Cuaron: As a kid, I followed so closely the last part of the Apollo program, and going then into the shuttle years later. I was just fascinated by space. I kept following the MIR and the ISS that were put together and different missions. Then I grew up, and I started making films and doing my own stuff, but here and there still catching up with what was going on. So through the years, yes, I learned about a lot of different incidents that happened. Something that I learned years ago was what is called the Kessler Syndrome, which was proposed by a NASA scientist in the '80s. He said that the density of objects in space was so dense that any collision - because those objects travel so fast, and we're talking about satellites, probes or just space junk; tthere's a lot of space junk - will create these little explosions where hundreds or thousands of tiny pieces will go out flying everywhere, hitting other objects and creating a chain reaction. And if that would happen, around the earth would be orbiting this cloud of debris that would make further exploration or satellites impossible. That was in the '80s. That's something that, when we started writing the screenplay, I knew about. And I also knew about, a few years ago, the Russians hitting their own spy satellite and there was a fear of debris. In the last few years, there have been alerts about debris around the ISS.
Beaks: With your dedication to scientific accuracy and creating characters who must inhabit this largely realistic environment... how did you strike that balance?
Cuaron: First of all, this is not a documentary. We tried to be as accurate as possible in the frame of our feature. Sometimes, occurrences would shape our fiction. In a very early draft, we had some scenes that an expert read and said, "That would never happen." So we adapted into a completely different scenario. In saying so, I know that we're keeping certain conventions that would be very unlikely to happen in space, but we're trying to treat those while respecting the immediate laws of physics, meaning zero gravity and zero resistance. It's so complex what happens up there in terms of when you want to control something. At some point... we were honoring every single thing, but it became about that. And we wanted it to be about our characters. That was the balance that we had to keep our awareness on. There's a lot of fascinating stuff about how you accelerate and how you decelerate in space. If you want to accelerate, what you have to do is decelerate. It's a very counterintuitive situation what happens up there. In one breath, we were trying to honor all of that stuff, but it was 300 pages of just technical information.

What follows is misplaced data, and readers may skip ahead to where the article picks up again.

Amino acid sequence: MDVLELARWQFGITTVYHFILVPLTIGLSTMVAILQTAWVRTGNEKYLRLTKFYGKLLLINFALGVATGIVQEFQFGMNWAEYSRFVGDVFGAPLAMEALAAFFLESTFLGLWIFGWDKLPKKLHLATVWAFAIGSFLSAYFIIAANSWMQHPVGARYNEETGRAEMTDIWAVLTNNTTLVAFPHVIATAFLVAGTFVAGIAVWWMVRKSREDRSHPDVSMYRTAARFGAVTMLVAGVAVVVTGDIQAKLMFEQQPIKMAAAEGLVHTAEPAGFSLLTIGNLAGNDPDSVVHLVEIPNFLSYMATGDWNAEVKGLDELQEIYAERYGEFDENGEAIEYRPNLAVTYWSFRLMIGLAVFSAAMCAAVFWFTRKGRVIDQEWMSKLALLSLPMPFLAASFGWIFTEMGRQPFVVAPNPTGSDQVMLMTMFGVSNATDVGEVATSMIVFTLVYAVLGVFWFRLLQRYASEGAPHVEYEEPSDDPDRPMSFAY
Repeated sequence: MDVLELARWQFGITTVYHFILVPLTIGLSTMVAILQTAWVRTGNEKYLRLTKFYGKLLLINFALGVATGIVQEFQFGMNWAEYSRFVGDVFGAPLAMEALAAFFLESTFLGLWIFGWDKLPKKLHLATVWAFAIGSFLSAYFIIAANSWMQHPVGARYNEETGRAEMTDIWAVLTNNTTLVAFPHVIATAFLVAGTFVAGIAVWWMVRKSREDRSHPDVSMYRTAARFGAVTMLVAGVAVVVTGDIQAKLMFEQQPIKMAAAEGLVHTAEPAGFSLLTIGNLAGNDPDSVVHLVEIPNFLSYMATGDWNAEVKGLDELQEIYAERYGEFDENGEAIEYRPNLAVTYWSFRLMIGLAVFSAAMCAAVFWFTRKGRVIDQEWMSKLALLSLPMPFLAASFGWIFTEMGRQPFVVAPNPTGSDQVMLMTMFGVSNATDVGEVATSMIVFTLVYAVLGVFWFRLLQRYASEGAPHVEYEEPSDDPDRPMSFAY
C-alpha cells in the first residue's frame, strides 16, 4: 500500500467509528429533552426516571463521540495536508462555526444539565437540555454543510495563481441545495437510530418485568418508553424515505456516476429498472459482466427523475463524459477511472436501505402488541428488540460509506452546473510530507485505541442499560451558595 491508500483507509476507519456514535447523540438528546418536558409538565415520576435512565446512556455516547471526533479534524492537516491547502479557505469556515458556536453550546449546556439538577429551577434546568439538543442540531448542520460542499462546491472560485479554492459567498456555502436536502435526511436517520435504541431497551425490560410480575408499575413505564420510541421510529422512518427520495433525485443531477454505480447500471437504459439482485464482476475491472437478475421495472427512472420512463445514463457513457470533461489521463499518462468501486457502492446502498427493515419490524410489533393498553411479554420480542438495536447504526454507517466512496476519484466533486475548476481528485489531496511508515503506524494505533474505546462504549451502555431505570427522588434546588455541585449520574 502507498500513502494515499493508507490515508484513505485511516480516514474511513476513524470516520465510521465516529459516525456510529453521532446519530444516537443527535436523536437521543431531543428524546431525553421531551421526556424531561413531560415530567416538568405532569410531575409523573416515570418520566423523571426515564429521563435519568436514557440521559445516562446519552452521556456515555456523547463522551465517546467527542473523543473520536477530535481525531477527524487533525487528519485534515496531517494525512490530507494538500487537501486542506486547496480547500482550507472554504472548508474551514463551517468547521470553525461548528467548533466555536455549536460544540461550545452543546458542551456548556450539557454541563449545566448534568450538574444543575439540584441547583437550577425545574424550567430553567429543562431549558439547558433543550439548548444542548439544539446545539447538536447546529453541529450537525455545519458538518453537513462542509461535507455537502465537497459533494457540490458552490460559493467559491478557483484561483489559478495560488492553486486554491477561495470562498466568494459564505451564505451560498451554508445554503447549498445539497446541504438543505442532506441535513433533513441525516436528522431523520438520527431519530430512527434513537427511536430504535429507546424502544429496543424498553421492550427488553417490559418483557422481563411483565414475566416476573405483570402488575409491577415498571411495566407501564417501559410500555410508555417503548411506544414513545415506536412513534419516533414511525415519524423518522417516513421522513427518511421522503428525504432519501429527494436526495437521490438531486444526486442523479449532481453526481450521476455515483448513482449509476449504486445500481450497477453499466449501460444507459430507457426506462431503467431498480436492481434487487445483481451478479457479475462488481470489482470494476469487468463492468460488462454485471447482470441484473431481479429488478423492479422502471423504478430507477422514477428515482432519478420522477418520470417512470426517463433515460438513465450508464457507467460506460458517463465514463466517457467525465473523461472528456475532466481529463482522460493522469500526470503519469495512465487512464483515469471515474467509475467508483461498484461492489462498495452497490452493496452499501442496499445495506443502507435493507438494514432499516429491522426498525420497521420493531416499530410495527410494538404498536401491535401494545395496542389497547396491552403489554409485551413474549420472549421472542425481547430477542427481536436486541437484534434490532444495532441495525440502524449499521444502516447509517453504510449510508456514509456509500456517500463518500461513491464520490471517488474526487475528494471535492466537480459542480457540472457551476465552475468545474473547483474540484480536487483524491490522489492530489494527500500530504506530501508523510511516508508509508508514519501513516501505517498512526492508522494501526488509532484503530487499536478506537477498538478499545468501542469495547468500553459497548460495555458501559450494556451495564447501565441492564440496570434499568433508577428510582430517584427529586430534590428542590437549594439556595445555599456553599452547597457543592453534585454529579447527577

Beaks: And it is a very tight story. It comes in at just a little over ninety minutes. A lot of this is due to the limited amount of backstory. Why did you take such a terse approach?
Cuaron: We wanted to keep as little backstory as possible, to keep everything in the present tense. This was Jonas's input. The idea was if you keep everything in the present tense, the characters become vessels for the audience's own emotions and experiences. So we wanted to limit the backstory, and whatever was the backstory to try to make it about loss - and in this case that is a child. Through our life, we all have losses. It could be a dear one or a job. It could be many things. But we defined early on that the themes of the film are adversity and the possible outcome of them as a rebirth or gaining new knowledge of ourself. We wanted audiences to be able to channel their own experience with adversity through the journey of our character.